A dead rat, loss of sleep and a pen crushed by a television are among the insurance "claims" made following Christchurch's earthquakes.
The quirky claims were heard by The Loss Adjusters in the Re:Start mall on Friday.
The fictional group of "bureaucrats", created by four Dunedin artists, poke fun at the insurance claims process by turning the city's stories of loss into pieces of art.
About a dozen people went through the claims process on Friday, which began with the group's stenographer filling in a specially designed form.
An artist then drew sketches of the lost object and a photographer took a Polaroid image representing the story of loss, before the blindfolded "adjudicator" approved or declined the claim with a randomly selected stamp.
The claimant got to keep the form, sketch and photograph.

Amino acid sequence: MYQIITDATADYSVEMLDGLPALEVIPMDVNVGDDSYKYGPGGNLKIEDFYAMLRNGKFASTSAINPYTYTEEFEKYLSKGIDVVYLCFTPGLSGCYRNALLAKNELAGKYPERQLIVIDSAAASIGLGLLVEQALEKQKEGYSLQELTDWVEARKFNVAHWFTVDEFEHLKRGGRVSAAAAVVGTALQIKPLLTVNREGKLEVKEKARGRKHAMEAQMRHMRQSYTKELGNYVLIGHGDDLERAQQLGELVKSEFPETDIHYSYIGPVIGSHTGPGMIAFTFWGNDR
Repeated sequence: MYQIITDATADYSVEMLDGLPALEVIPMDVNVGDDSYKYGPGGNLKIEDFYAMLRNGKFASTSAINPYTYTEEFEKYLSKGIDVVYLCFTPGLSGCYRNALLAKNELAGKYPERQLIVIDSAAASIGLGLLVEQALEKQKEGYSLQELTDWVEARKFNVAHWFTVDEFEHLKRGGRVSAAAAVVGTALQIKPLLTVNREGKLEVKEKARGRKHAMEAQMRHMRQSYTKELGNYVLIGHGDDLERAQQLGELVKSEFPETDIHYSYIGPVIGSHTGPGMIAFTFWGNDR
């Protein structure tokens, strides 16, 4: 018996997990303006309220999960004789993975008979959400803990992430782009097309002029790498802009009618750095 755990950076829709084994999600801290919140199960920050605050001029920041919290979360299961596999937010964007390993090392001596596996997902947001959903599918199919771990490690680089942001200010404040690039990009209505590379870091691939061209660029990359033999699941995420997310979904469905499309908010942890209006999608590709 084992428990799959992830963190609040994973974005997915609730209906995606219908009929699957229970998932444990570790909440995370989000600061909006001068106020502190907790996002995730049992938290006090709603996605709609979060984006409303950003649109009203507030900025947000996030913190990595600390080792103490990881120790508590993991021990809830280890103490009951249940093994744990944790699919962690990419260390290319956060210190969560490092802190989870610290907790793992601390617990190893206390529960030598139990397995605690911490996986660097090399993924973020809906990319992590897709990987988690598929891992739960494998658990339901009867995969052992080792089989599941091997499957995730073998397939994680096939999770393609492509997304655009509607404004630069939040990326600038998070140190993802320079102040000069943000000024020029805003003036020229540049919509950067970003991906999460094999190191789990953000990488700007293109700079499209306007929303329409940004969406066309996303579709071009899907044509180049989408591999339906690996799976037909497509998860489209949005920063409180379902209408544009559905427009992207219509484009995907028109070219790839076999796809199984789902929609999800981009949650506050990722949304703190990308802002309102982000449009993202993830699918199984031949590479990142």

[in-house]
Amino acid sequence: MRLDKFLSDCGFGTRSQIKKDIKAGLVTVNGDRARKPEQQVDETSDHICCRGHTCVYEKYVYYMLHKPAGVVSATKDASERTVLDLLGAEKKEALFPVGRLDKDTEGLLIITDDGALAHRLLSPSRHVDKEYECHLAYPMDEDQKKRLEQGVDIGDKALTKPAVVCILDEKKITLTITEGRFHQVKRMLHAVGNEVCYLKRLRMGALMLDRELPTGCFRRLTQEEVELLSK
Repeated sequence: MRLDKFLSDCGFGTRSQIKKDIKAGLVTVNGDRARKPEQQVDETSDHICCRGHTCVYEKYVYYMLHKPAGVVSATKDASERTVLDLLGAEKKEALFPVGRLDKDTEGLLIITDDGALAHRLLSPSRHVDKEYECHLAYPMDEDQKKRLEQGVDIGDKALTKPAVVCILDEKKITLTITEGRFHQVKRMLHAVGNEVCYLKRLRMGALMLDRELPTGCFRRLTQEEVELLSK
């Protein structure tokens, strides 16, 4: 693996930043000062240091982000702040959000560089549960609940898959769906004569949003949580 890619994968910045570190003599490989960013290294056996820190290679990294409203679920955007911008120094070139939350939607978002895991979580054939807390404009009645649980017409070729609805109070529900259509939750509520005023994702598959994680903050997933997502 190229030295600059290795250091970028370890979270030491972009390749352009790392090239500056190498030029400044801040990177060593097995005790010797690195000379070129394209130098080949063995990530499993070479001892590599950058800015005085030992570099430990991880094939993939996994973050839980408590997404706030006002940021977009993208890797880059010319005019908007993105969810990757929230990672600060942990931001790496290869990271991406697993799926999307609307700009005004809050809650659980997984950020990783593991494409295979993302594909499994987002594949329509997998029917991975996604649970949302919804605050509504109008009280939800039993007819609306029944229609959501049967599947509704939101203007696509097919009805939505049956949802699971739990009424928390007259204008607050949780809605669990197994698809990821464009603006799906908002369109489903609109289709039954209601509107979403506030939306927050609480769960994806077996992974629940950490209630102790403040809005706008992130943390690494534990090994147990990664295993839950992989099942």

Curator Jamie Hanton said the project was a "light-hearted look at loss, satirising the process that a lot of people are going through" and the group hoped to turn the completed claims into a digital or print publication.
Friday's claims were varied, including one claimant who had "lost their faith in local Government", and another who claimed for their pet rat who died in the February 2011 quake.
"It was quite a vivid description the woman gave of her dead rat. They walked in and found it in rigor mortis, it's tail was stiff, straight up, so she knew something was wrong."
Jo Mair put in a claim for "loss of sleep", which began about three weeks after the first quake.
Mair was "materially unaffected" by the quakes, but "like a lot of people, quite emotionally affected".
"I wanted to . . . put something in that wasn't an object, something difficult to quantify and you can't actually insure for and see how that went through the process."
Her claim was declined.
"You didn't realise how invested you were in the outcome and how you actually wanted, I suppose, some agreement or acknowledgment of the loss."
The Loss Adjusters will be back in the Re:Start mall for two weeks from December 11 as part of Art Beat initiative, involving musicians, street artists and performers.
- The Press